From 1872 to 1898 Muskogee had grown to be a thriving town of 3,500 inhabitants, with substantial homes, good store buildings and other public improvements, yet no person had title to the lot which he occupied and had improved. Such documents as warranty deeds and abstracts of title were unknown throughout the Indian Territory. The title to all of the real estate was vested in the Indian Tribes, each Indian having, by common consent, taken possession of a certain tract of land which he called his own, although he had no vested title nor deed of conveyance.
When a white man who was not a citizen of the tribe wanted to build a home or erect a business house, he simply rented or bought the right of possession to a lot from the Indian who was in possession of it. If a white man desired to sell or trade his home or store building, he could not execute a deed to his lot, but could only execute a bill of sale for his improvements, which carried with it the right to occupy the lot upon which the improvements were located.
Visitors and prospectors from the states, accustomed to warranty deeds and abstracts of title, were puzzled at this condition of affairs and were naturally slow to invest their money, either in’ buildings or lots. Old timers, however, who had invested their fortunes here, seemed to have implicit confidence in the Government and the tribe, hoping that at some time, in some manner, they would be able to secure complete title to the lots which they had improved and their confidence was not misplaced.
Condition Without Parallel
Prior to 1898 the condition of the white inhabitants of Indian Territory had no parallel anywhere in the history of the United States. Scores of villages of from one hundred to one thousand inhabitants, and thirty or more substantial towns having a population of from one thousand to thirty-five hundred, had grown up, having comfortable homes and spacious business houses, yet having no municipal governments, no public schools, no authority to raise funds by taxation, no real estate titles; yet all were fondly hoping that Congress would sooner or later furnish relief from their precarious condition.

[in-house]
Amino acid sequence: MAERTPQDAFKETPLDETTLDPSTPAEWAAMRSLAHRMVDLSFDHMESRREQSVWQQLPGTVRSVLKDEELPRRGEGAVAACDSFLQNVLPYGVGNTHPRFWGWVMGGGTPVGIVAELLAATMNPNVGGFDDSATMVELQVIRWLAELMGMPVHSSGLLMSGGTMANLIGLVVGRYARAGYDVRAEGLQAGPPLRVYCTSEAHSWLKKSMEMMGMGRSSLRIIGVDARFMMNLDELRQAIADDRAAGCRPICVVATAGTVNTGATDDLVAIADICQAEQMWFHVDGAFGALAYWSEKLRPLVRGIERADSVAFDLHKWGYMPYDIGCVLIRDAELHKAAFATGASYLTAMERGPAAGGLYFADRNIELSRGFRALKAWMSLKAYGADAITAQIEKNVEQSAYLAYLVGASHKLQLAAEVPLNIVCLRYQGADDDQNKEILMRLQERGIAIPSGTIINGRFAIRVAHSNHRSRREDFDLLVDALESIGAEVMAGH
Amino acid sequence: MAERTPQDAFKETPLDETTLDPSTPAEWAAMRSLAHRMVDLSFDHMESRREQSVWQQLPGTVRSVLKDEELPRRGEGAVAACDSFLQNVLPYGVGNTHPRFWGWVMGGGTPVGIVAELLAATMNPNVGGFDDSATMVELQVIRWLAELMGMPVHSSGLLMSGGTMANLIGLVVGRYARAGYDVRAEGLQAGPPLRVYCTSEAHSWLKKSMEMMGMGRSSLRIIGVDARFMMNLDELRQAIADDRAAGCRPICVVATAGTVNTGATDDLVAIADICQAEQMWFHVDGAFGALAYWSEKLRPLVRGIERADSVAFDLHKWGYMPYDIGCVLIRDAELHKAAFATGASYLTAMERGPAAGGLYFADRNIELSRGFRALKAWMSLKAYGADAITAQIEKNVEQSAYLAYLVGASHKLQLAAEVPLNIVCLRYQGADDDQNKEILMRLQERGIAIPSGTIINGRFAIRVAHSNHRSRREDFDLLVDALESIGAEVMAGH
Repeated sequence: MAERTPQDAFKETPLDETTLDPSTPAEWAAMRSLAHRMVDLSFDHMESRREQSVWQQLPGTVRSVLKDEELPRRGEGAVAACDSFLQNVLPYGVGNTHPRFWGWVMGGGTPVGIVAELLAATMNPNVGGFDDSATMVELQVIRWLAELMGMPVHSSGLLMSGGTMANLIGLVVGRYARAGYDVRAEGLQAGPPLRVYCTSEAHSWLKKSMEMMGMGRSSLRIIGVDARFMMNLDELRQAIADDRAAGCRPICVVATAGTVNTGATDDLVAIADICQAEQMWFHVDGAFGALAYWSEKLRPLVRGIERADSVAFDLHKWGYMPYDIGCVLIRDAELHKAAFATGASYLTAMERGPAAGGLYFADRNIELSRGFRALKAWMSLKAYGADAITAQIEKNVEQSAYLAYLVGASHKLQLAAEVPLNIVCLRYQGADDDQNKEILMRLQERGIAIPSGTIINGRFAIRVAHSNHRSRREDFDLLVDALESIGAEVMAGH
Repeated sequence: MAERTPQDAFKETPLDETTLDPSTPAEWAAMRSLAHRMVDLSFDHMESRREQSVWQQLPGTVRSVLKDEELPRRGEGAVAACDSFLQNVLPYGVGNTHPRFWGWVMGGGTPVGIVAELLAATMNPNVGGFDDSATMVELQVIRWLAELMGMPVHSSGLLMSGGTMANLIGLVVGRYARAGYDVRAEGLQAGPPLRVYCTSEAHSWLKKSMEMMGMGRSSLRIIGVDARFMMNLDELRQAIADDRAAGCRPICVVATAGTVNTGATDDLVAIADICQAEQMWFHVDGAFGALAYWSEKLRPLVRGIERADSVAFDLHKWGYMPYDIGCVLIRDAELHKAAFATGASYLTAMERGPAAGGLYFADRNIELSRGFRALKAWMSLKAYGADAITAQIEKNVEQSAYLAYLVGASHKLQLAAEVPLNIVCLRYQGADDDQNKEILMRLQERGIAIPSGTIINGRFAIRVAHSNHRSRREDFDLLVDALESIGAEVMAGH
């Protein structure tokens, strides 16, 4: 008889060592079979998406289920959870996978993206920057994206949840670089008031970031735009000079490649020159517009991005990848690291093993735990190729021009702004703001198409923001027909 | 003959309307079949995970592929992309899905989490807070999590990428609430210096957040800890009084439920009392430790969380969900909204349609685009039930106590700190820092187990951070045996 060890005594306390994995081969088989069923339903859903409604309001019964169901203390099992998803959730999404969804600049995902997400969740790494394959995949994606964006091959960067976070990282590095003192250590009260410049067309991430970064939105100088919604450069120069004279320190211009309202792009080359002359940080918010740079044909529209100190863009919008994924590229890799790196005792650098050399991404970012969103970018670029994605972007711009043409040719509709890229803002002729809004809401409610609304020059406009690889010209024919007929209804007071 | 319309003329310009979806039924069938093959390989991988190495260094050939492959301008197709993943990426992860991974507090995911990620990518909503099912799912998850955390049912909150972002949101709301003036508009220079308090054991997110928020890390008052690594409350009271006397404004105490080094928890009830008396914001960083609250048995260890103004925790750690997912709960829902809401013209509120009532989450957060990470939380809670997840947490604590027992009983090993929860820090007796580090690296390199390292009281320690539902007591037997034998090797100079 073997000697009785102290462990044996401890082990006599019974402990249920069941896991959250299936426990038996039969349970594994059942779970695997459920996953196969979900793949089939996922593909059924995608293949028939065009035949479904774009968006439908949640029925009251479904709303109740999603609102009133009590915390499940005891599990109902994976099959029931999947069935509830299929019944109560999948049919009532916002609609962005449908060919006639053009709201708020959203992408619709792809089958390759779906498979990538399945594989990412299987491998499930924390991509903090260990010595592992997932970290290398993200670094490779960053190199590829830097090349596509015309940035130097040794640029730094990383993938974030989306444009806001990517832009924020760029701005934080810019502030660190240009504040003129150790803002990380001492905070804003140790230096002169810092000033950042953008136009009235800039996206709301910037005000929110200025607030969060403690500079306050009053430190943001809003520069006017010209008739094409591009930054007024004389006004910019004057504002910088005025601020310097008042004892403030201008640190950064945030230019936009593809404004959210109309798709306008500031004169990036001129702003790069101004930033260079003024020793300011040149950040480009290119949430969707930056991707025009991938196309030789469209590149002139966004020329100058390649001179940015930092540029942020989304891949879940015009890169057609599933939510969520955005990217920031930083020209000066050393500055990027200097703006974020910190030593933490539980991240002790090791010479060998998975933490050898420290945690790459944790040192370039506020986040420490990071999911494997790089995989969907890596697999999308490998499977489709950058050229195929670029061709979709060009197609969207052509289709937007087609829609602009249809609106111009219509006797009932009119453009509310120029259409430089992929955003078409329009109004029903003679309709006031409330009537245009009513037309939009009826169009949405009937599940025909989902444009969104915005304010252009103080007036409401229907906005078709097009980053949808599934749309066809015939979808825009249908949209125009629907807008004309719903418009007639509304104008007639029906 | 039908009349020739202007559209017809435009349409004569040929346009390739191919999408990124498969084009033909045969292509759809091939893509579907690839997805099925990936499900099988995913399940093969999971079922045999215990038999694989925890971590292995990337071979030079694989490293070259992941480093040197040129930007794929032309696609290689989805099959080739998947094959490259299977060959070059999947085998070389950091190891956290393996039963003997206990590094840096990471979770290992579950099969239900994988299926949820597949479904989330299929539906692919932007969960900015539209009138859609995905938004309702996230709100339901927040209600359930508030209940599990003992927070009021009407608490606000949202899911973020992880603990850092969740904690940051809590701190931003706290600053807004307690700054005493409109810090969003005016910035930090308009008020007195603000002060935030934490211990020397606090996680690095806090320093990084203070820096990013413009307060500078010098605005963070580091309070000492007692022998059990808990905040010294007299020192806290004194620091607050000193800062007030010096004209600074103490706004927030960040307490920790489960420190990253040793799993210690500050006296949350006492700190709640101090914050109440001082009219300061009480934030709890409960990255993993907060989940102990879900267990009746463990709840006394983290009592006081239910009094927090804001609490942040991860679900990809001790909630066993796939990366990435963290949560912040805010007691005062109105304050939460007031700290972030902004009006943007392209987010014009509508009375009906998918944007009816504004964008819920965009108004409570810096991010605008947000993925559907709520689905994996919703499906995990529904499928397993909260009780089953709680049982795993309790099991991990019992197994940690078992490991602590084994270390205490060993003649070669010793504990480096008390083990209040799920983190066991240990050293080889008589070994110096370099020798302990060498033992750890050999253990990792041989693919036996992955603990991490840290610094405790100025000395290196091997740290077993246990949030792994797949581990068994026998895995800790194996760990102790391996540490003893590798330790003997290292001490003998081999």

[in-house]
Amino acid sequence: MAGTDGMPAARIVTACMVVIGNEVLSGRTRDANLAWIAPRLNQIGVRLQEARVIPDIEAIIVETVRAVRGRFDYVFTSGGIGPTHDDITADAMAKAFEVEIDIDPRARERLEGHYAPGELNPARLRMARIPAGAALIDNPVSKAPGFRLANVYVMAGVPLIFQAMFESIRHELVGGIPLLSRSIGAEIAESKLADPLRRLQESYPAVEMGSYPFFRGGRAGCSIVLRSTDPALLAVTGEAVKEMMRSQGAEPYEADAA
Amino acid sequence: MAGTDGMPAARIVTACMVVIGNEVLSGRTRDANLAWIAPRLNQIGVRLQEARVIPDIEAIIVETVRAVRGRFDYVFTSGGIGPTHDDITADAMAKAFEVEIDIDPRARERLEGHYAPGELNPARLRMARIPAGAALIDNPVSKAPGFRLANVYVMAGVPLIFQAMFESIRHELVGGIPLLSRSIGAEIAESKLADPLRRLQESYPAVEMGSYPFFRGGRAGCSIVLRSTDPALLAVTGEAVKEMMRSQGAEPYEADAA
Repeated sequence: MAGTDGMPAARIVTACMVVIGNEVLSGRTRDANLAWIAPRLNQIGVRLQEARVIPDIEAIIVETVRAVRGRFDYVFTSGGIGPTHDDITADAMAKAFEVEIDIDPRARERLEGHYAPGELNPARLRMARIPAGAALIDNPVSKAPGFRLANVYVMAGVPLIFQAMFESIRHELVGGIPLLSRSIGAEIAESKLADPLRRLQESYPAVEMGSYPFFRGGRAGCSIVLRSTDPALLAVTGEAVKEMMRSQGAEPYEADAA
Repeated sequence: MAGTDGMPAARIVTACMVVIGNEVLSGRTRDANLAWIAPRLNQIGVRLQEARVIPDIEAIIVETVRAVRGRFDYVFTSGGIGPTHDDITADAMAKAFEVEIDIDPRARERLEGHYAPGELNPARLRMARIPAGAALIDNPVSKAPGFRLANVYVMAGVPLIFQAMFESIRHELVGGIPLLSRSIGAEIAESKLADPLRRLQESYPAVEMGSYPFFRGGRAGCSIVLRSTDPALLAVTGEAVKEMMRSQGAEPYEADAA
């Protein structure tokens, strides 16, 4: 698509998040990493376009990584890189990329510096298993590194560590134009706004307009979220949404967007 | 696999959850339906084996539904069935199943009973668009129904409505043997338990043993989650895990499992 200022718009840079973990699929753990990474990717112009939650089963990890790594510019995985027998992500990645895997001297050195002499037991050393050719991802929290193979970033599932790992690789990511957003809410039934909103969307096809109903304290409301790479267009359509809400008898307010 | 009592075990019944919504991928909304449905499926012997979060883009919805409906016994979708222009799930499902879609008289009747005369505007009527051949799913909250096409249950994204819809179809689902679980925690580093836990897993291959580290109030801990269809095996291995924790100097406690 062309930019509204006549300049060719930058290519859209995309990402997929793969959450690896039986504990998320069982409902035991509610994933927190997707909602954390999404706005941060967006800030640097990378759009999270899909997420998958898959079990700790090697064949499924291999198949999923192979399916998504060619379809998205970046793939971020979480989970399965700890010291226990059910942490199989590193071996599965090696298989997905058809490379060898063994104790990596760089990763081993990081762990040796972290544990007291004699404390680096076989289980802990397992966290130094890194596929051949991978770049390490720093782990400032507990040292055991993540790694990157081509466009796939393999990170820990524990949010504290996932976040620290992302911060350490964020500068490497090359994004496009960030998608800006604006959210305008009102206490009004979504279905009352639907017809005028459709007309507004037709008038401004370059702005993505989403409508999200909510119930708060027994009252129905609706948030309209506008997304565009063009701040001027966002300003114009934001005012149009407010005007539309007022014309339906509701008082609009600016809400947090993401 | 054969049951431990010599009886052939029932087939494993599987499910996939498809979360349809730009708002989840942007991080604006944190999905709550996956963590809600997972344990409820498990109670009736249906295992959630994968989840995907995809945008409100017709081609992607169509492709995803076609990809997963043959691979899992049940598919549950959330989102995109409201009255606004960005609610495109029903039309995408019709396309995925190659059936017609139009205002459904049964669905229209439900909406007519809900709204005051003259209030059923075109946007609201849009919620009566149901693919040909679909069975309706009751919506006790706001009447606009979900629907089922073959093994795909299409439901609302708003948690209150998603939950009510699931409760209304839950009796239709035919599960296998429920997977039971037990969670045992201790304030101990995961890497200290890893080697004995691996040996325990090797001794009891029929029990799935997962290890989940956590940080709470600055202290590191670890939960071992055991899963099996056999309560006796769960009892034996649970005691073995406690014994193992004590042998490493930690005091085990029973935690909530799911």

The creation of the Dawes Commission by the Act of March 3, 1893, marked the beginning of congressional action looking toward the breaking up of tribal titles and conditions. This act provided for the appointment of three commissioners whose duties were to try to persuade the Five Civilized Tribes to agree to the extinguishment of their tribal titles to lands, either by selling the same to the United States or by allotment or division of their lands to the members of the tribes in severalty. By the Act of March 2, 1895, the commission was increased in number to five members. As stated elsewhere this commission did not meet with much success for several years, for the reason that the Indian tribes were emphatically opposed to abandoning their tribal titles, customs and mode of living. They were apparently willing to permit the white man to remain here, to rent their lands and carry on mercantile business, so long as he paid a reasonable occupation tax to the tribe, but they protested against any interference with their tribal institutions or conditions.
Act of June 10, 1896
On June 10, 1896, Congress passed an act enlarging the duties of the Dawes Commission by providing that it should proceed to hear and determine the applications of all persons who might apply for citizenship in any of the Five Tribes, and to make a complete roll of all persons who were entitled to tribal rights. This was the first step taken toward the curtailment of the authority of the tribal councils, for prior to the passage of this act, the tribal councils had, exclusive jurisdiction in the matter of determining who should be enrolled as members of their respective tribes.